Last week, we wrapped up our read-along of Joan Leegant‘s Wherever You Go, hosted by myself and Avis at She Reads and Reads. It was a perfect book for a read-along, prompting some great discussion on the characters and themes. You can read our discussions here: part one and part two. Joan also wrote a guest post at Avis’s blog called Telling the Truth While Making Things Up.
Earlier this week, I sent Joan some questions from the read-along participants, and she was gracious enough to take the time to thoughtfully answer them for us.
Whenever I read a book about a hot-button issue, like this one, I’m interested to see if the author will reveal their personal feelings on the topic. In Wherever I Go, I felt you were very even-handed in your treatment of the issue of the settlements in the disputed territory. Was it difficult to keep your personal opinions out of the story?
Joan: I’m glad I came across as even-handed since that was important to me. I didn’t want to write a tract or manifesto, though I do have strong feelings about the settlement issue. I was careful to tone things down when I felt my personal opinions coming through too emphatically. It was something I addressed on revision.
Did you know how the book would end before you got there? I’m especially speaking of Dena’s decision at the end.
Joan: I didn’t know what Dena would do, or what action she would take, if any, until I got to that point in the story and wrote it out. I was very glad she did what she did, as I had imagined her to be a principled person, but I honestly didn’t know how that would play out until the very end. It was one of the questions that kept me going as I wrote the book. Just as a reader keeps reading to find out what happens, I as the writer was doing the same during the writing of it. It’s one of the things I love so much about writing fiction–discovering the story as I go.
For people interested in reading more contemporary fiction about Israel, could you give us a few recommendations?
Joan: A wonderful Israeli writer whose work is widely available in translation is David Grossman. Among his many novels, I might suggest The Book of Intimate Grammar, about a boy growing up in Israel in the 1960s, and Someone To Run With, about homeless street kids in Israel today. They are very different in style, the first more maximalist and stream-of-consciousness, the second more straightforward. Both are masterful.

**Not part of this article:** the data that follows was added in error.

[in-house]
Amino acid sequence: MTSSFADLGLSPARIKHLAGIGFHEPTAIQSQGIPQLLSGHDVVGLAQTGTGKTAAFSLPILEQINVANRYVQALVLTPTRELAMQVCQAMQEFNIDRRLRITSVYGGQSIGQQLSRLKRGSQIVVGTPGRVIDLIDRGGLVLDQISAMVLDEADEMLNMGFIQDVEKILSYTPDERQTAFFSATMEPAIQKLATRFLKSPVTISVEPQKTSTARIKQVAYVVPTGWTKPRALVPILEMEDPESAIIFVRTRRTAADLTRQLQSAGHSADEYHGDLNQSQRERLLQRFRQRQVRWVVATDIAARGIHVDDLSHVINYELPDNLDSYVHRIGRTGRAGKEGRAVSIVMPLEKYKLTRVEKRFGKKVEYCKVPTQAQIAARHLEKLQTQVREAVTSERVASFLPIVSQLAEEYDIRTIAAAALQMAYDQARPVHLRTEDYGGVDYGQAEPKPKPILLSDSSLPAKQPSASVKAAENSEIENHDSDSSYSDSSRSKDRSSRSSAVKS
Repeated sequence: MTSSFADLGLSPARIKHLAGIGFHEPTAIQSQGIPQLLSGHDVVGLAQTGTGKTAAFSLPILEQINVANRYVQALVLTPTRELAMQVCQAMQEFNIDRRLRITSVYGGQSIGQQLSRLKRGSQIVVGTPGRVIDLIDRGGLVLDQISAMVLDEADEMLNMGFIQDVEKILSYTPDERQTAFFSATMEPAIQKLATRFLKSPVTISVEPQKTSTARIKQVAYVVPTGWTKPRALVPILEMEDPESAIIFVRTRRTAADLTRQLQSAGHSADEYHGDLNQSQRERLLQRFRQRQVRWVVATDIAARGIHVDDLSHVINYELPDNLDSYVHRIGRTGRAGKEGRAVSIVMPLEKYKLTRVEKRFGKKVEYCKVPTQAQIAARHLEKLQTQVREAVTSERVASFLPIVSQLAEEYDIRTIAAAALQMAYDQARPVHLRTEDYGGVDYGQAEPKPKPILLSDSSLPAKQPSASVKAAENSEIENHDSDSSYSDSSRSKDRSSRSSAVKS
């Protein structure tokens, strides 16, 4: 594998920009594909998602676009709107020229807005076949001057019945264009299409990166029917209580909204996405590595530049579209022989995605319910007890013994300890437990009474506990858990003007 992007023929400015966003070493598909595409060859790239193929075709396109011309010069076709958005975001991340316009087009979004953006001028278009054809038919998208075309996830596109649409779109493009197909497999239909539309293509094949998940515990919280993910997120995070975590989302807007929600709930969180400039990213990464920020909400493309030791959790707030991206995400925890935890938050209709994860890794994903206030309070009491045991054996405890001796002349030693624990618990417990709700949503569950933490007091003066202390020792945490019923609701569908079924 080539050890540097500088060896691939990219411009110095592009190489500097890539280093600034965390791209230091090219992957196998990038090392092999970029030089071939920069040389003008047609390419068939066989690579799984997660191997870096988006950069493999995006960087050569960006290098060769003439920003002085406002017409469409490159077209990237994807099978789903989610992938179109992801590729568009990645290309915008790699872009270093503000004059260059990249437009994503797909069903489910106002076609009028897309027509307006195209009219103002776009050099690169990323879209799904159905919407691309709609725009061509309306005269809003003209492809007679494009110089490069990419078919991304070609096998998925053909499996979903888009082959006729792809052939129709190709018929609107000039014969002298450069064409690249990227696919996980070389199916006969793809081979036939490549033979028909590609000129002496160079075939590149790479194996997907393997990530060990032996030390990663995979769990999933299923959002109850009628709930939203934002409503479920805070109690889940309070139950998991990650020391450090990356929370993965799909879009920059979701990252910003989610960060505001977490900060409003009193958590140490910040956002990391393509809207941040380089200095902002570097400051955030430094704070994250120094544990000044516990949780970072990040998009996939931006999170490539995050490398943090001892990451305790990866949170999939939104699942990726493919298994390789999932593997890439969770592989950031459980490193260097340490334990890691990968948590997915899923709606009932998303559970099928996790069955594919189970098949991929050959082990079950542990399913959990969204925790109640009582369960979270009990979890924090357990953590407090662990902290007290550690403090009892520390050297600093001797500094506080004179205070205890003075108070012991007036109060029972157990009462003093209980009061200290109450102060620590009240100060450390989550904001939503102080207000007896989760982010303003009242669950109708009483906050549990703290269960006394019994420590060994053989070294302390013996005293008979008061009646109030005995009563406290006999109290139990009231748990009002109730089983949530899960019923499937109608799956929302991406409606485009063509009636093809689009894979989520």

Another excellent writer is Evan Fallenberg, an American who has lived in Israel for decades and who writes in English. His most recent novel, published this year, is When We Danced On Water, about an aging choreographer in Tel Aviv with a complicated past. Beautifully written.
When you’re in the mood for a comfort read, which books or authors do you turn to?
Joan: I love short stories and often turn to story collections when in the mood for something I know I’ll enjoy, often for the humor or shining intelligence or simply wonderful prose. Some writers whose short stories I love to read–and re-read– are Lorrie Moore, Amy Bloom, Edith Pearlman, William Maxwell, George Saunders, Jim Shepard, Bernard Malamud and Tobias Wolff.
Can you talk a bit about the significance of the title?
Joan: The title comes from the biblical Book of Ruth, where Ruth, newly widowed, proclaims her loyalty to her mother-in-law Naomi, saying: “Wherever you go, I will go; wherever you lodge, I will lodge. Your people will be my people, and your God my God. Where you die, I will die, and there I will be buried.” Instead of going back to her own country when her husband dies, Ruth chooses to stay with her mother-in-law.